So what goes in between? I would have said iPad for a long time, even though my iPad mini is six and a half years old and my full-size iPad even older (and an 8-inch iPad is doubly worthless when you have access to a Kindle Paperwhite and your iPhone has a 5.8” display, as I learned these last two years). If I needed a personal portable computer, I would probably have just bought an iPad Air and maybe a Logitech Crayon and paired my cheap Amazon bluetooth keyboard to it for text work…until the rumors came out about what’s coming next week.

Cut to the chase: much as the Pope is assured of the existence of the Blessed Virgin, I am assured that macOS has in fact been running on ARM-equipped hardware somewhere on Infinite Loop for years, just as it did on Intel for years before the jaw-dropper at WWDC 2005 (and the fifteen year old giveaway backpack from that conference presently reposes on my windowsill next to the iMac). I am further assured that there will be some sort of transition device; just as there was a PowerMac G5 body with Intel Pentium 4 processors, there is probably a Mac Mini configured with some sort of ARM chipset that will be available for developers who want to write close to the metal. I am even further assured that there will be an update to Xcode and it will have a tick box for compiling your app to run on ARM, just as there was once a tick box for Intel next to PPC in earlier versions. 

And this is where things get interesting. I’ve had the peculiar privilege to be on the bleeding edge of every Mac processor transition. My first Mac was a Power Macintosh 6100, the original PPC 601 pizza-box. When I was at Apple, I wheedled for – and got – the original MagSafe-equipped, camera-in-the-lid MacBook Pro with an Intel CoreDuo processor (which ran hot as balls) as my personal device. And now…what? Is it possible Apple might bring back something like the 12” MacBook, only with ARM under the hood instead of the feeble Intel CoreM? The old 12” PowerBook G4 was known as “the blogger’s delight” in the days when it first took off, and that size device has always held sway with me. I had the MacBook briefly at work, I never passed up an opportunity to trade down from 15” to 13” on a work laptop, and the 13” MacBook in black polycarbonate was my lovely parting loaner from Apple for years.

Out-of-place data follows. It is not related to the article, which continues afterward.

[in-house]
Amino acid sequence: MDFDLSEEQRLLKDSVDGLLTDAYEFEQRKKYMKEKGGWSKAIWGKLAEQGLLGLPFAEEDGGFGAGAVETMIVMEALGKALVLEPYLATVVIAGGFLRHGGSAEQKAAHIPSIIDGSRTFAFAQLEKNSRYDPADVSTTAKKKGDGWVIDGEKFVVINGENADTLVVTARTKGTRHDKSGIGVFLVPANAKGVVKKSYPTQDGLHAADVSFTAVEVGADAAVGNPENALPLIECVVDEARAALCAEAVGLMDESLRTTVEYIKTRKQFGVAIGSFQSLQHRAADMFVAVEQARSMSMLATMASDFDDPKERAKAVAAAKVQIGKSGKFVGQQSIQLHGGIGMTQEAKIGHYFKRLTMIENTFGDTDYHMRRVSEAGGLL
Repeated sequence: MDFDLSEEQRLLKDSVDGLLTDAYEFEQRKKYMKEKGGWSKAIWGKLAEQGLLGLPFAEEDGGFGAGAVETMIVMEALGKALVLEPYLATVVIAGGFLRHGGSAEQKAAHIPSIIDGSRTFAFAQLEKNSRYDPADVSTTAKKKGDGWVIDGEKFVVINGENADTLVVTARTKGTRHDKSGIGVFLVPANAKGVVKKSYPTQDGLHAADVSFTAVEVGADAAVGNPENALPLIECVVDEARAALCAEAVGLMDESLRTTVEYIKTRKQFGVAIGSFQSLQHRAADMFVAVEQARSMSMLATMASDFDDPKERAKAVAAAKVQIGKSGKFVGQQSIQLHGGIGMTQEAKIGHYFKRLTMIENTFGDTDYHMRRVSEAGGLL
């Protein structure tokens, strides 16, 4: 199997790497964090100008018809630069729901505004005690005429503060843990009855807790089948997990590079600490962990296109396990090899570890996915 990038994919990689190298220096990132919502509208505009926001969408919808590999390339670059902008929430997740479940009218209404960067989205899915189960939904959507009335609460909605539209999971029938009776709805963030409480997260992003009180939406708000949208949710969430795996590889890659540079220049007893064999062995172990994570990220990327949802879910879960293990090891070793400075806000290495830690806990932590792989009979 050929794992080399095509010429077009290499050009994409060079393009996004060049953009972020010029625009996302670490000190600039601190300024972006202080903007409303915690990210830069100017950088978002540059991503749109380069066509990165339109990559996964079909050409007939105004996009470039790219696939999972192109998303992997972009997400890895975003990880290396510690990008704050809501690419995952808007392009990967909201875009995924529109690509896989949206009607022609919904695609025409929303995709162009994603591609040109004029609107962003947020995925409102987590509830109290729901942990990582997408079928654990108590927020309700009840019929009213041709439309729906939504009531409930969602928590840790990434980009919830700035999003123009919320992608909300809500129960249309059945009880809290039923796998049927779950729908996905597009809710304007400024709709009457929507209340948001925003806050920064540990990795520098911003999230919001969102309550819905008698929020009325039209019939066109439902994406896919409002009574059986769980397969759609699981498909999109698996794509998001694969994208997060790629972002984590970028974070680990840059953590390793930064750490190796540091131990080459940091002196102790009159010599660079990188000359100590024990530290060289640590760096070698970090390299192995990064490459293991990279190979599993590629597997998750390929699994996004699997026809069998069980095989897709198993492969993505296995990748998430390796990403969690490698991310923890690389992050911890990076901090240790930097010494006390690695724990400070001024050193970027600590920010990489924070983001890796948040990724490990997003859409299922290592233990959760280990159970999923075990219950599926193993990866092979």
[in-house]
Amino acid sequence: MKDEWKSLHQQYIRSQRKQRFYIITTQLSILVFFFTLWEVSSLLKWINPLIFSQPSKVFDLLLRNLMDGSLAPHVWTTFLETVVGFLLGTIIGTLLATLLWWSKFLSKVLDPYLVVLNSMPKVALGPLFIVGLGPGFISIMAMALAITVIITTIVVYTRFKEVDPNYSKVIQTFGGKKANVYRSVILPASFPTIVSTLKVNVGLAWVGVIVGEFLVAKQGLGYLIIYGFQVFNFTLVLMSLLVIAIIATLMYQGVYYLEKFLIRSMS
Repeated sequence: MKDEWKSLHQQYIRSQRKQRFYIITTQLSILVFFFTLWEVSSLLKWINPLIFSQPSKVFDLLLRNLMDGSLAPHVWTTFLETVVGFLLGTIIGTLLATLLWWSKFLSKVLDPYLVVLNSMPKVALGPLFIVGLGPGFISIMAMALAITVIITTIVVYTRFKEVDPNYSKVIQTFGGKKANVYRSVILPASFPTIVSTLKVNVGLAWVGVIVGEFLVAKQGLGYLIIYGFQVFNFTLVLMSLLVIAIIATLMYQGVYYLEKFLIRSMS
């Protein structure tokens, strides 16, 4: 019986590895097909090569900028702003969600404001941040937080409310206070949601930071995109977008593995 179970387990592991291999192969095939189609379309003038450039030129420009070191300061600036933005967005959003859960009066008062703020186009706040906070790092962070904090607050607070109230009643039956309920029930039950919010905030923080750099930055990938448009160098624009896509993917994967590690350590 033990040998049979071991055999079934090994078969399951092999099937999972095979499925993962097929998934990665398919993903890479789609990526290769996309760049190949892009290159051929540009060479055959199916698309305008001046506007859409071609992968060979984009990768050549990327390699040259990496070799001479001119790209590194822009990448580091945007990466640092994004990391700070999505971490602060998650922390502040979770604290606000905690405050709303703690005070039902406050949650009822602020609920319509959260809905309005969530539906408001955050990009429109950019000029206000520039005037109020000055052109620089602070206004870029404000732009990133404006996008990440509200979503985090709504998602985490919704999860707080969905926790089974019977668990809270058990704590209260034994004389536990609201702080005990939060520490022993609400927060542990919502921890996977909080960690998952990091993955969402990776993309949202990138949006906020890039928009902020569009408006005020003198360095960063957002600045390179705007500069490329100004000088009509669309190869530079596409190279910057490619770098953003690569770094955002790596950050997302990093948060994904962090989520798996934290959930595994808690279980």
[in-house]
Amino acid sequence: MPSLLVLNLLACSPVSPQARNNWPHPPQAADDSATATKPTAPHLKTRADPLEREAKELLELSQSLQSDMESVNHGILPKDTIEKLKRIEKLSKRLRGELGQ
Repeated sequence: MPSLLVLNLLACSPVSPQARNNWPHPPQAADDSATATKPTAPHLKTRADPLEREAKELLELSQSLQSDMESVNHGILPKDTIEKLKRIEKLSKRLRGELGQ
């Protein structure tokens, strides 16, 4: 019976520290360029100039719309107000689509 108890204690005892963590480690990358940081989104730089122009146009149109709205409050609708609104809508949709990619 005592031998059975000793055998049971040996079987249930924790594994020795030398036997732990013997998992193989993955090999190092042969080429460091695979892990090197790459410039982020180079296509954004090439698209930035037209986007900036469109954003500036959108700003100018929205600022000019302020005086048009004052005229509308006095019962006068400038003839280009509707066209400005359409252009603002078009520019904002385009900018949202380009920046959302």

So if there were to be an ultralight 12” ARMbook, something without a fan that could still run for 10 hours on a charge, something suitable for FaceTime calls and blogging and web browsing – would that be a better use of my money than an iPad at this point? Especially with the likelihood of more iPad apps making their way to the MacBook with ARM under the hood? A lot would depend on the backward compatibility for Intel apps though…if only because I would insist on Kentucky Route Zero being available on my new ARMbook before I spent my own cash on it. 

Tim Cook has insisted for years that there is no great convergence coming in which macOS and iOS (and hell, tvOS and watchOS) will be merged and converged and made one in a sort of appleOS to rule the all. Those denials are getting harder to credit with every passing year, as macOS becomes ever more security-restricted by default and MDM dependent for enterprise management and iOS gains file browsers and mouse support and multiple user options. But it’s possible we could settle on one confluent appleOS and be happy with it.

Not quite yet though. I would be content to still have iPhone, ARMbook and Apple Watch by Christmas, each with their own distinct OS. Easy does it, Auburn Man.